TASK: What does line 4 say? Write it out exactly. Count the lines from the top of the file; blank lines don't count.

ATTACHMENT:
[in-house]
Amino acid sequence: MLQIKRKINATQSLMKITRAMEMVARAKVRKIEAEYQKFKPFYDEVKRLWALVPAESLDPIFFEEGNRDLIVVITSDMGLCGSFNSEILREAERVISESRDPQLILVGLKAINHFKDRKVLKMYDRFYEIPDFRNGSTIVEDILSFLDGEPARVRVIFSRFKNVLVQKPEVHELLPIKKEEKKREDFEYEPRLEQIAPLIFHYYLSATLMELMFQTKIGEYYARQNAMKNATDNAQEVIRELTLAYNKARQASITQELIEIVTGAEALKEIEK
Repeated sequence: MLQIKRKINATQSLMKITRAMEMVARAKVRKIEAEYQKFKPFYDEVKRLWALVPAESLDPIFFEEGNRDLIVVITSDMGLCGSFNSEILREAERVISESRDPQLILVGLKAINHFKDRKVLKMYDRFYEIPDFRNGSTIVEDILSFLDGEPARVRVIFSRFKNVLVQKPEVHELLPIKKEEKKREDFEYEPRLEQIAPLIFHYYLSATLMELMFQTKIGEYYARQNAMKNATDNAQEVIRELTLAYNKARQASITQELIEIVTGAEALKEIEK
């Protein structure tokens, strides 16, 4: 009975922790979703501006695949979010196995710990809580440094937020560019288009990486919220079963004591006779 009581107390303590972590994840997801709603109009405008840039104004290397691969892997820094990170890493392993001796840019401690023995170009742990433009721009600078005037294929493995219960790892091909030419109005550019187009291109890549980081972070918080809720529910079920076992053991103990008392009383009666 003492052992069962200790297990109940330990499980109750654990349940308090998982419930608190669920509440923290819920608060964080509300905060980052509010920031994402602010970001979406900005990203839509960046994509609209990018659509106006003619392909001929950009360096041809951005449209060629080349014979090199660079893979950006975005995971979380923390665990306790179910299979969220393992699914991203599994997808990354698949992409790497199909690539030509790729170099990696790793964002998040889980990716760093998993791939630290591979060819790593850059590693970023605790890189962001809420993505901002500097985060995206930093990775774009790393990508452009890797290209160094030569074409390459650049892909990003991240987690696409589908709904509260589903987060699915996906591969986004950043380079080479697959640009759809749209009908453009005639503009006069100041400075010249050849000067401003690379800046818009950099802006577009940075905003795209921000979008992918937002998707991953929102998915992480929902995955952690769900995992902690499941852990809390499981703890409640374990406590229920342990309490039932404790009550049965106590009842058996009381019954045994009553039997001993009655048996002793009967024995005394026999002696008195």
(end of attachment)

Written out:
């Protein structure tokens, strides 16, 4: 009975922790979703501006695949979010196995710990809580440094937020560019288009990486919220079963004591006779 009581107390303590972590994840997801709603109009405008840039104004290397691969892997820094990170890493392993001796840019401690023995170009742990433009721009600078005037294929493995219960790892091909030419109005550019187009291109890549980081972070918080809720529910079920076992053991103990008392009383009666 003492052992069962200790297990109940330990499980109750654990349940308090998982419930608190669920509440923290819920608060964080509300905060980052509010920031994402602010970001979406900005990203839509960046994509609209990018659509106006003619392909001929950009360096041809951005449209060629080349014979090199660079893979950006975005995971979380923390665990306790179910299979969220393992699914991203599994997808990354698949992409790497199909690539030509790729170099990696790793964002998040889980990716760093998993791939630290591979060819790593850059590693970023605790890189962001809420993505901002500097985060995206930093990775774009790393990508452009890797290209160094030569074409390459650049892909990003991240987690696409589908709904509260589903987060699915996906591969986004950043380079080479697959640009759809749209009908453009005639503009006069100041400075010249050849000067401003690379800046818009950099802006577009940075905003795209921000979008992918937002998707991953929102998915992480929902995955952690769900995992902690499941852990809390499981703890409640374990406590229920342990309490039932404790009550049965106590009842058996009381019954045994009553039997001993009655048996002793009967024995005394026999002696008195």